I JOIN millions of Nigerians at home and in the Diaspora to mourn the death of our foremost nationalist, an elder statesman, pro-democracy activist, journalist and one of Nigeria’s frontline politicians, Chief (Dr) Anthony Eromosele Enahoro the Adolo of Uromi who died peacefully on 15:12:2010 at the age of 87, in Benin City, the Edo State Capital.
Pa Enahoro as he was fondly called, was a rare breed, a true nationalist who denied himself some basic comfort for the interest of the generality of the people, who detested corruption, oppression and believed in justice, equity, peace and freedom.
Chief Enahoro was born the eldest of 12 children in Uromi in the present Edo State of Nigeria to Mr. & Mrs. Anastasius Okotako Fidelia Enahoro. Pa Enahoro has had a long and distinguished career in the press, politics, the civil service and the pro-democracy movement.
Educated at the Government School Uromi, Government School Owo and King’s College, Lagos, Chief Enahoro became the editor of Dr. Nnamdi Azikiwe’s newspaper, The Southern Nigerian Defender, Ibadan, in 1944 at the age of 21, thus becoming Nigeria’s youngest editor ever. He later became the Editor of Zik’s Comet, Kano, 1945-49, also Associate Editor, West African Pilot, Lagos, Editor-in-Chief Morning Star, 1950-53.
Chief Enahoro became a foundation member of Chief Awolowo’s Action Group party; secretary and chairman, Ishan Division Council; member Western House of Assembly; and later member, Federal House of Representatives in 1951.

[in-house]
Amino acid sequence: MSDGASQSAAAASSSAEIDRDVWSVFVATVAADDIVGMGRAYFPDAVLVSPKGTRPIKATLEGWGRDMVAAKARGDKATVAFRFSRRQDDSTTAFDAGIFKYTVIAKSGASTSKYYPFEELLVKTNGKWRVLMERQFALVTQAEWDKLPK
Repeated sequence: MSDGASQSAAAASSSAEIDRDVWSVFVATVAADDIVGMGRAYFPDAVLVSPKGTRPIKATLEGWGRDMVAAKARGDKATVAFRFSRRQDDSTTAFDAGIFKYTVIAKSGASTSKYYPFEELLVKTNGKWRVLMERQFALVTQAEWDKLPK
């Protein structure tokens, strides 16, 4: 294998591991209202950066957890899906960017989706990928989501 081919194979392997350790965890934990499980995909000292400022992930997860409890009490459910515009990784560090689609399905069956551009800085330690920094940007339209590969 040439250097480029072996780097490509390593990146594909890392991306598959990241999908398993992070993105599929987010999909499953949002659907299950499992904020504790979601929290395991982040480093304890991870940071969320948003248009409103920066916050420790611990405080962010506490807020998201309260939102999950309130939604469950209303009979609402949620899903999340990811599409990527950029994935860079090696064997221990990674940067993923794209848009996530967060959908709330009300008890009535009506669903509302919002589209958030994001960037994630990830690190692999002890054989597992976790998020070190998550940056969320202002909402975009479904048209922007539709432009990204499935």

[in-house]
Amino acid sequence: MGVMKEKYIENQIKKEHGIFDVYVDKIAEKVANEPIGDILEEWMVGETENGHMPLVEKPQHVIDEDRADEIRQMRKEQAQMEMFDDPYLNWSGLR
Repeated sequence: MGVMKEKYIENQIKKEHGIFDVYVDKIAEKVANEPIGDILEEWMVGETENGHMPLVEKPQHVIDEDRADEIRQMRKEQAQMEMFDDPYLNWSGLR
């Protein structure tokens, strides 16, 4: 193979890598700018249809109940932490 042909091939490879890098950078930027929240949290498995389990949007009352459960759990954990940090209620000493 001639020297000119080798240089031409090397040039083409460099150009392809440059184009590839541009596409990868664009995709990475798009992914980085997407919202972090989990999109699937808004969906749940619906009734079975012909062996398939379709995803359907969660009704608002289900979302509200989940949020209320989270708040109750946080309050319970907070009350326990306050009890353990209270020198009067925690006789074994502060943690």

He later became Minister of Home Affairs in the old Western Region. He was the Opposition spokesman on Foreign Policy and Legislative Affairs in the Federal House of Representatives, 1959-63; and attempted to move the motion for the independence of Nigeria. By that motion he argued that Nigeria should be granted independence in 1956 but this was met by stiff opposition in Parliament and it failed. Chief Enahoro was a delegate to most of the constitutional conferences leading to the independence of Nigeria in 1960.
During the 1962 crisis in the old Western Region, he was detained along with other Action Group members. Accused of treason during the Awolowo alleged coup trial, Chief Enahoro escaped to the United Kingdom in 1963. He was extradited from the UK and imprisoned for treason. In 1966, he was released by the Military Government.
During the Nigerian crisis that followed the 1966 coups, Chief Enahoro was the leader of the then Mid-West delegation to the Ad Hoc Constitutional Conference in Lagos.
He later became Federal commissioner (Minister) for Information and Labour under the General Yakubu Gowon Military Government, 1967-74; Federal Commissioner for Special Duties, 1975. He later became member of the National Party of Nigeria, NPN, 1978-83. He was the president, World Festival of Negro Arts and Culture, 1972-75. Chief Enahoro was the chairman of the National Democratic Coalition (NADECO), a pro-democracy group that fought dictator Sani Abacha till Abacha’s death.
Chief Enahoro was conferred with the national honour of Commander, Order of the Federal Republic, CFR, in 1982, and is the Chairman of the Movement for National Reformation, MNR; as well as the Pro-National Conference Organisation, PRONACO. He was awarded honorary DSC by the University of Benin in 1972. his publications include, The treatise Fugitive Offender. Chief Enahoro played golf and followed cricket ardently.
He is survived by his wife Helen (née Ediae) their five children – Kenneth, Eugene, Bella, Victor and Gabriel. Pa Enahoro, an embodiment of humility has left his imprint on the sand of time, lived a life worthy of emulation and a political legacy that will be greatly missed by all as he will be remembered for a long time. May his gentle soul rest in perfect peace Amen. Adieu Papa.
Mr. OClifford OGBEIDE writes from Ambrose Ali Varsity, Ekpoma, Edo State.